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Compline Wine Club - Monthly Pickup

Compline Wine Club - Monthly Pickup

Regular price $79.00 Sale

This is our local club, designed for folks in and around Napa who like to pick up their wines in person. 

What do you get with this monthly subscription? 

Two wines that drink deliciously right now, ready for pickup on the 15th of each month. These are small production wines, often from other parts of the world, that will reward curious palates, exploratory wine drinkers, and anyone who likes good juice!

Typically, we choose one red and one white each month, but occasionally the mood strikes and we pick a rosé, orange wine, or sparkling wine too. 

Yeah, but what other perks do I get? 

You become part of the Compline Club, which means...

  • 10% off all event tickets at Compline Wine Shop and Compline Restaurant. Use the promo code CLUB anytime you buy tickets to one of our events.
  • Early access to our premium events. Club members skip the line and get in 30 minutes early for our most attended walkaround tastings!
  • 10% off all flights and glasses of wine at Compline Wine Shop. Come say hi! And get a discount on your glass. 
  • Zero corkage at Compline Wine Shop. Buy a bottle from us and drink it at the shop for the flat retail price. 
  • Flexibility: See the wines before committing, skip a month if you want, and cancel anytime

What's the catch?

None! We're flexible—we show you next month's selections before your charge goes through. Skip a month if you want, and cancel anytime. So c'mon: join our club!




May selections: 

Our May selections bring back two enduring memories of travel for me. I’m not sure if what follows constitutes a sales pitch, but I love these wines.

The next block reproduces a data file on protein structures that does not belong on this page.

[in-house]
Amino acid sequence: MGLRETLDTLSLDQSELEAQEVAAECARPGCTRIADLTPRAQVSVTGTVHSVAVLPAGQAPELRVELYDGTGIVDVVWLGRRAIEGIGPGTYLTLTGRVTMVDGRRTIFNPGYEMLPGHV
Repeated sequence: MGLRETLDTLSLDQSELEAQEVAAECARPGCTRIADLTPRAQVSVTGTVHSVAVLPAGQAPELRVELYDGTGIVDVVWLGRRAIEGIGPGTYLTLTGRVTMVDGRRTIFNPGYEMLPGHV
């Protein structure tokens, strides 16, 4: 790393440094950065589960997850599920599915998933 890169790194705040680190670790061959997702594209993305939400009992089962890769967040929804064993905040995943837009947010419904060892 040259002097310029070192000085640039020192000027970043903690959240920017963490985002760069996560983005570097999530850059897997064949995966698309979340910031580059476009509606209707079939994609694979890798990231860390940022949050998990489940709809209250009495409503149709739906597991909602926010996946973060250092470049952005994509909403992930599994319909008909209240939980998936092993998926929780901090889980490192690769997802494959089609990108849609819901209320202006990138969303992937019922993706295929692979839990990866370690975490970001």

Santorini – Assyrtiko, Hatzidakis “Familia” 2022

I visited Haridimos Hatzidakis for the second time back in 2014. He was like a wild man of Santorini—I think of buttoned-up Sancerre folks, surely raising eyebrows at the unkempt upstart Didier Dagueneau—but his wines gave gravitational pull to the Aegean island and helped cement its image as a world-class winemaking destination. He chain-smoked and improvised a tour through an unfinished cave full of salty air and chalk-marked barrels. He looked solemn, and more than a little distracted, on that day.

After Haridimos committed suicide in 2017, he left his wife and three children behind. Winemaking friends pitched in to help. When I returned for a third visit in 2022, I wasn’t sure what toll grief may have taken. What I found was a new warmth and a new cast of characters, intent on maintaining the legacy of Haridimos Hatzidakis. Spiros Papandreou makes the wines, Haridimos’ youngest child has started enology school, and his eldest is an opera singer.

Hatzidakis Assyrtiko is everything I love about Santorini: fierce, stark beauty buoyed by a reminder that unexpected tragedy is always underfoot, so please enjoy yourself while you can. 

Carignan, Longaví “Soberano” 2021

I’ve only felt like I was in the beginning of a horror film once or twice in my life. One year after I last saw Haridimos, in an antipodal February summer, a driver I couldn’t communicate with dropped me off somewhere four hours south of Santiago and maybe 30 minutes in from the coast. I was in the Maule Valley, amidst the pine forests and low mountains that span the coast of Chile. I was at a winery, called J. Bouchon, which was founded in the 19th century, and there wasn’t a soul around. Anywhere. I took one look at a bleached bull’s skull adorning the winery wall, stared deep into a couple of soil pits, and the panicked anxiety of watching too much Children of the Corn at a young age set in quick.

Kidding. Mostly. After an hour or so Julio Bouchon himself drove up. (Whew.) We walked out among Cabernet, Carmenère, and told salvaje País vines. We had an amazing dinner and a lengthy conversation. The next morning somebody else picked me up and we drove headlong into a coastal forest fire to marvel at some young vines and eat urchins, but that's a different story. The point is: Julio Bouchon is one of Chile’s most important winemakers, and the work he is doing with Longaví is pretty spectacular. (Frankly, we’ve got over a pallet of his Chilean wine in our back hallway right now, and I can’t say that’s… ever been the case before.) This “Soberano” bottling is dry-farmed Carignan, from a parcel planted in 1960, and it shows the world what’s possible in Chile when transparency and terroir are the focus

Wine Notes by Matt Stamp